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POSTPARTUM BLUES: If Aishwarya Rai's weight gain and the barest hint of cellulite on a celebrity are capable of sending people into a frenzy, is it any wonder why 'normal' people are under such intense pressure to be slim?
BOLLYWOOD goddess Aishwarya Rai is now a bigger star than she once was. Literally. Anti-fat supremacists everywhere have and continue to post malicious comments on Internet forums about her "disgusting" post-pregnancy weight gain.
It's been six months and Rai should be ashamed, they screech.
Some are positively incensed with rage and have put up comments more vile than those seen on social networks post-Bersih 3.0.
It is as if Rai had committed something criminally wrong, or brought shame to her homeland.
Bizarrely though, they think she had -- "She had brought disrepute to her country," one particularly livid person ranted.
"I think she looks disgustingly fat. There is no excuse to not be back to one's normal weight within one month tops after giving birth," one commenter wrote while presumably picking on her bowl of carrot sticks and boiled cabbage.
"The woman is in the PUBLIC eye! Her baby is 7 months old and she looks like she gave birth yesterday! Not to mention she has a double chin!", and "Fat, fat, fat, fat, fat, fat PIG! I would DIE if I was as fat as she is!", others posted.
Rai, considered a national treasure in her homeland, is a former Miss World and married to the son of one of India's best-loved stars. She was "the most beautiful woman in the world" but going by recent developments, it is safe to assume that quite a number of people don't think so any more.
Tongues started wagging on the Internet after a recent video entitled "Shocking! Fat Aishwarya Rai!" went viral on YouTube, receiving over half a million views.
The video, posted by a group called "Bollywood CIA", shows the star in all her post-pregnancy glory, with the sound of an elephant trumpeting in the background.
Now, google "Aishwarya Rai fat" and one will be perplexed by the sizeable number of search results -- over three million. "Feed hungry children" does not even come close. Is it any wonder that women the world over are willing to starve, sweat or suck their fat away after delivering their bundles of joy?
Those in the public eye definitely have it much worse. The pressure to be a yummy mummy is more intense.
Celebrities such as Victoria Beckham, who lost whatever excess weight she carried the split second after giving birth and was back tottering in vertiginous heels at parties a week later, do not help.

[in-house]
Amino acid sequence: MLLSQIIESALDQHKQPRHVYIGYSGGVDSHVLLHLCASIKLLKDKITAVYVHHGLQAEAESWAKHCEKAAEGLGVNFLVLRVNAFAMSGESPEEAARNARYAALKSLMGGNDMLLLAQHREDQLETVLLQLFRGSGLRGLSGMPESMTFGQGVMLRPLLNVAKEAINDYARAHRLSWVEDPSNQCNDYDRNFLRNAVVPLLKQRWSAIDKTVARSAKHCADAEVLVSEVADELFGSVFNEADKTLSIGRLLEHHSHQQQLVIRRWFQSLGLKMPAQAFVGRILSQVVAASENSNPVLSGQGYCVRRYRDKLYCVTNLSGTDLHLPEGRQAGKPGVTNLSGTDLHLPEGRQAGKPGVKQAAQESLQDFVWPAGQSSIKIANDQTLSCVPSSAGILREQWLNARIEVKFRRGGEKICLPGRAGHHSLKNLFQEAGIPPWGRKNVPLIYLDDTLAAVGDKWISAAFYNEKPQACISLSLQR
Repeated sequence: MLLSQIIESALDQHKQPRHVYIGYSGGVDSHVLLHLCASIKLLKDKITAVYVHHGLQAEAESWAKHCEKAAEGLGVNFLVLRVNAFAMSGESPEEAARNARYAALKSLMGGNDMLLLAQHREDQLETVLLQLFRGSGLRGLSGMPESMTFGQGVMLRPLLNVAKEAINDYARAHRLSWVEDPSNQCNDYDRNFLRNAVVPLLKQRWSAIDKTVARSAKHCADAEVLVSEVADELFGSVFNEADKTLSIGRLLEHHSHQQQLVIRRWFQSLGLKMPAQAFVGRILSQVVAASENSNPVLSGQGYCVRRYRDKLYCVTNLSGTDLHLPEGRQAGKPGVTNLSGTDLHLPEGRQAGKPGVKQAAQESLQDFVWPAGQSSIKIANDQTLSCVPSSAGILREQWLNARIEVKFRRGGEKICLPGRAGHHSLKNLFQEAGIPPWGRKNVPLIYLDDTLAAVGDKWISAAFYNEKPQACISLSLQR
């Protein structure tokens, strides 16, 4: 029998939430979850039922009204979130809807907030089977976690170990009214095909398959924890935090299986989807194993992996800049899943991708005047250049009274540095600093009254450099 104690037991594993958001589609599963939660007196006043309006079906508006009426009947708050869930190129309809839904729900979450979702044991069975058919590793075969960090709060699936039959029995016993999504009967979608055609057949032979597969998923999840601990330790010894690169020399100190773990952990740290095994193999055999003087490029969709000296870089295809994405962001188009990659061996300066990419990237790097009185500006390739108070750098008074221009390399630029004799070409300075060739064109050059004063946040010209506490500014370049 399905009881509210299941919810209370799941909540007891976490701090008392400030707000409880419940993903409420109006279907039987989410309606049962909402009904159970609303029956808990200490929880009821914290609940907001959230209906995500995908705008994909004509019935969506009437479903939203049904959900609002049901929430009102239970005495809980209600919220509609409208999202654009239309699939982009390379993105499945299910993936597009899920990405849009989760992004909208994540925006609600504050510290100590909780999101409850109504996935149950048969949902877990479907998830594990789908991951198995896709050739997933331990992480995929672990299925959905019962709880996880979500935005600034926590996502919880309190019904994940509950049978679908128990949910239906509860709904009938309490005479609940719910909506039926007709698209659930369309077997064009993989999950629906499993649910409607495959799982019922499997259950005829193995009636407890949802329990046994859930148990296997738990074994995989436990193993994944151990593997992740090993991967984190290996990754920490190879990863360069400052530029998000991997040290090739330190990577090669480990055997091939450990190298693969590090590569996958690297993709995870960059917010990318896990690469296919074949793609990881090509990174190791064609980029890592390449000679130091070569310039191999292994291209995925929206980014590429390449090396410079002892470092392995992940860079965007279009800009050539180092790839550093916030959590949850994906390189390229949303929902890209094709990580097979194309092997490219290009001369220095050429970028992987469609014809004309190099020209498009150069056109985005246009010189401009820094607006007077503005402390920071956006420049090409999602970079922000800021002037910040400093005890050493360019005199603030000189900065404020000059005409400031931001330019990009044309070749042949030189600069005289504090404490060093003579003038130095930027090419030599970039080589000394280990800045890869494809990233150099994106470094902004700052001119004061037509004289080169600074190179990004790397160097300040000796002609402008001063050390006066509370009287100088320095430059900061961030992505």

Rai is not the only celebrity who has had to bear this weighty burden. Other targets have included Mariah Carey, Britney Spears, Nigella Lawson and, most recently, Adele.
Even Oprah Winfrey has had to deal with her share of fat jokes. Her weight fluctuations were issues of global concern, overshadowing even revolutions in the Middle East, and the Mayan countdown to Armageddon.
Back home, we have Andrea Fonseka, Miss Malaysia Universe 2004. Many had wondered then how she could represent the country in a beauty pageant with a global audience. She has since slimmed down.
If a "muffin top" or the barest hint of cellulite on a celebrity is capable of sending people into a rabid frenzy, is it any wonder why "normal" people are under intense pressure to keep up with the current cultural standards of an ideal appearance?
Is it such a shock that eating disorders, especially among women, are on the rise?
What's "ideal" in terms of looks now is not what it used to be. By today's standards, Marilyn Monroe, Sophia Loren and Jane Russell, all sex symbols in their time, would be considered fat, or to be more politically correct -- plus-sized.
After all, most "role models" for girls these days look as if they have been drained of all bodily fluids.
Most, if not all, can convincingly impersonate fish sticks.
Unless one is horrifically obese and suffering from a life-threatening disease, or worse, unable to get out of a chair without the help of a crane, why the pressure to lose weight?
Rai has been open about the fact that she is in no hurry to lose the few extra pounds she gained during her pregnancy.
If she has no problem with it, neither should anyone else.